New Satana ransomware encrypts user files and master boot record

It's the second ransomware threat after Petya that leaves computers unable to boot into the OS

Ransomware programs are increasingly aggressive and destructive.
Credit: IDGNS

Attackers are developing an aggressive new ransomware program for Windows machines that encrypts user files as well as the computer's master boot record (MBR), leaving devices unable to load the OS.

The program is dubbed Satana -- meaning "Satan" in Italian and Romanian -- and, according to researchers from security firm Malwarebytes, it is functional but still under development.

Satana is the second ransomware threat affecting the MBR and seems inspired by another program, Petya, that appeared in March.

The MBR code is stored in the first sectors of a hard disk drive, contains information about the disk's partitions and launches the operating system's boot loader. Without a proper MBR, computers don't know which partitions contain the OS and how to start it.

There are significant differences between Satana and Petya. For example, Petya replaces the MBR in order to launch a custom bootloader that then encrypts the system's master file table (MFT) -- a special file on NTFS partitions that contains information about all other files, like names, sizes and mappings to the hard disk sectors.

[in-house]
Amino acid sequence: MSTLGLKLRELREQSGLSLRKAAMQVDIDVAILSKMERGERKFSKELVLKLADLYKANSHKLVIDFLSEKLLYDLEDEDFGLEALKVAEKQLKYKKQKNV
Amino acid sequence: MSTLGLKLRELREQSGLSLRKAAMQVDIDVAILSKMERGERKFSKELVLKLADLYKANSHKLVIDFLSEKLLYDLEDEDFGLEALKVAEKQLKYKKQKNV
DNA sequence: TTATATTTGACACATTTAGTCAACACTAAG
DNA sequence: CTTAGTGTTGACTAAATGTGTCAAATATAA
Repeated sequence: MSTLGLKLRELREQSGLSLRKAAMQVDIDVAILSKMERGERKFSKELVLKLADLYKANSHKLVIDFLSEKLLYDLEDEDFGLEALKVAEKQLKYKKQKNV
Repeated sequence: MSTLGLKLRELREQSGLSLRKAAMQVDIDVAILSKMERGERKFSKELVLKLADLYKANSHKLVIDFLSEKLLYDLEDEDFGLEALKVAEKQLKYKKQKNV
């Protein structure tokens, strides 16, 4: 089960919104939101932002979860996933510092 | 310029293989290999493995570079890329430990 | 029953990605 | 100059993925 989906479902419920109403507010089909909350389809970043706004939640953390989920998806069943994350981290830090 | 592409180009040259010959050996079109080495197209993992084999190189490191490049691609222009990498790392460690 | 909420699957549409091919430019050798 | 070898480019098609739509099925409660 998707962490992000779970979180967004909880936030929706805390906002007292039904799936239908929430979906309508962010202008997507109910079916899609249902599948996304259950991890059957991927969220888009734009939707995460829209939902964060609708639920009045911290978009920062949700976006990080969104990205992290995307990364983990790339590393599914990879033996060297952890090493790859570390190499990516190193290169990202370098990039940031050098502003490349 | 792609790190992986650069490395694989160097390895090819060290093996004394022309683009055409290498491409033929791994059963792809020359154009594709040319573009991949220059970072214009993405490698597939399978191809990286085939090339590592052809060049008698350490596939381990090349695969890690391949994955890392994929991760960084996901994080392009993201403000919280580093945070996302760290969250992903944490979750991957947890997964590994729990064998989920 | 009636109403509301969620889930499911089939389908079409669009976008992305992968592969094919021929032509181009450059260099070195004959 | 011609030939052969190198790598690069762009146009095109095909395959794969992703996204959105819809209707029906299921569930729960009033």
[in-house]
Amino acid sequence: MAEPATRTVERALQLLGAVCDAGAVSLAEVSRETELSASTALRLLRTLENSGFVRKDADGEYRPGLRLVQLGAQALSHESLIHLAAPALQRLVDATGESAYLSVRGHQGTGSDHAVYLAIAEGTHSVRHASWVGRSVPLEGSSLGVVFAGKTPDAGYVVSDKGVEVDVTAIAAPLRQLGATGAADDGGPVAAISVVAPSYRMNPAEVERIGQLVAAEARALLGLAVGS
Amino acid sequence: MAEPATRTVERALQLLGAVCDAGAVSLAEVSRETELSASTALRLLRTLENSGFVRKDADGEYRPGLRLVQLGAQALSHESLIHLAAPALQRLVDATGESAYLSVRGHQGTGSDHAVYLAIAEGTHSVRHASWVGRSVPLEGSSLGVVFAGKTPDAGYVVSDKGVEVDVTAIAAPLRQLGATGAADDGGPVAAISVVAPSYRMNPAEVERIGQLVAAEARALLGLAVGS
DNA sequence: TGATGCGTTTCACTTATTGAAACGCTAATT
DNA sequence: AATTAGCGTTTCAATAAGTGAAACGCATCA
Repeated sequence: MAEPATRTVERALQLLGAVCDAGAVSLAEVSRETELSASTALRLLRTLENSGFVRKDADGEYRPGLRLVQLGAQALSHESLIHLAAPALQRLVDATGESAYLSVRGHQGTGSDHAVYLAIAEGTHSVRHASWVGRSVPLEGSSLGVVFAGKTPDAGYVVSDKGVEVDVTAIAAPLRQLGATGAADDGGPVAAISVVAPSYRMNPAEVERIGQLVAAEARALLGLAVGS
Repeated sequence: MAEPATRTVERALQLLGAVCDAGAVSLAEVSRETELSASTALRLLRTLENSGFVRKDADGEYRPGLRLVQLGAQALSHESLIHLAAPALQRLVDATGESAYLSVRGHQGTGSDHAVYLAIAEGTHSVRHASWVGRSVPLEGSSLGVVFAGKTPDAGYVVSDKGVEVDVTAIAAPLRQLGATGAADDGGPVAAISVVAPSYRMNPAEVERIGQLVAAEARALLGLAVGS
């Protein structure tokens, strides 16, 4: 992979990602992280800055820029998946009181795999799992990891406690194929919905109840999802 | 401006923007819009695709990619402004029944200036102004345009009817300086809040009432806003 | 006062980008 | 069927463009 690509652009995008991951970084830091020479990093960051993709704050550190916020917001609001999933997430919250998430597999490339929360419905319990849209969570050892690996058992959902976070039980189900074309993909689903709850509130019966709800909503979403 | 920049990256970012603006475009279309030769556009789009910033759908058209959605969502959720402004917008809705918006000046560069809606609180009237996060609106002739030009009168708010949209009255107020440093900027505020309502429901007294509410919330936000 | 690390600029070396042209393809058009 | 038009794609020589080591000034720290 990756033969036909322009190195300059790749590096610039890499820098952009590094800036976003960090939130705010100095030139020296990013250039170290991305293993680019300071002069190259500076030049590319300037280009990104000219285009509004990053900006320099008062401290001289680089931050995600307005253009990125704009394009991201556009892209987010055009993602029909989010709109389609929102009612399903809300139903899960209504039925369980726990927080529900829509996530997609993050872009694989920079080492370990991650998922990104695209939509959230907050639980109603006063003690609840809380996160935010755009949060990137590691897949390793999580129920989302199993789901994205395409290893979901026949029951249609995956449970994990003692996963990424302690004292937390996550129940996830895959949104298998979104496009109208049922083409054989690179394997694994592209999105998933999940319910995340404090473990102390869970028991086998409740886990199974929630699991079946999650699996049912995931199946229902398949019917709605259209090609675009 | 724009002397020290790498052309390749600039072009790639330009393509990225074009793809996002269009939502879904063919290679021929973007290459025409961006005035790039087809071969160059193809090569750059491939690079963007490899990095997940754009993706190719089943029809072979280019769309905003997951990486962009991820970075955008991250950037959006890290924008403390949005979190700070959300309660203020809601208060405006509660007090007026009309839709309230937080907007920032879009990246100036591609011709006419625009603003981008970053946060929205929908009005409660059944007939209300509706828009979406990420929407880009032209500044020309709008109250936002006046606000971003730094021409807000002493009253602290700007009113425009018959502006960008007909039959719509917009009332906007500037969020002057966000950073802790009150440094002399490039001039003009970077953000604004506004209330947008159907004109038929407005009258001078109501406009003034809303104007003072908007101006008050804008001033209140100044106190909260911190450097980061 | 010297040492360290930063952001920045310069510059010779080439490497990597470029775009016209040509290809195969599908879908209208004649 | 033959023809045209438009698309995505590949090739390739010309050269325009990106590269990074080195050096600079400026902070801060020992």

Satana doesn't encrypt the MFT. It just replaces the MBR with its own code and stores an encrypted version of the original boot record so it can restore it later if the victim pays the ransom. This leaves the computer unbootable, but can be fixed more easily than if the MFT had also been encrypted.

In May, Petya was combined with a separate ransomware program, called Mischa, which exhibits a more traditional behavior: it encrypts users' personal files directly if it can't obtain administrator privileges to attack the MBR and MFT.

Satana uses the same combination of traditional file encryption and MBR encryption, but in the same program. It first encrypts user files with specific extensions and then waits patiently for the first reboot, at which time it replaces the MBR. The user then sees a screen demanding a ransom payment of 0.5 bitcoin (about US$340).

This routine makes it harder for nontechnical users to restore their systems, because it forces them to use a separate computer to make the payment, as the affected computer can no longer boot into Windows.

"Unfortunately, at this time there is no way to decrypt Satana encrypted files for free," said Lawrence Abrams, founder of the tech support forum, in a blog post.

Users might be able to repair the MBR by using the Windows recovery options, but this requires working with the Windows command line and the bootrec.exe (boot recovery) tool, so it is likely beyond the abilities of typical users.

The current version of Satana hasn’t yet been widely distributed, and the researchers don’t expect that it will because the code is not yet mature and has flaws. However, they believe this version will likely serve as a base for future improvements.

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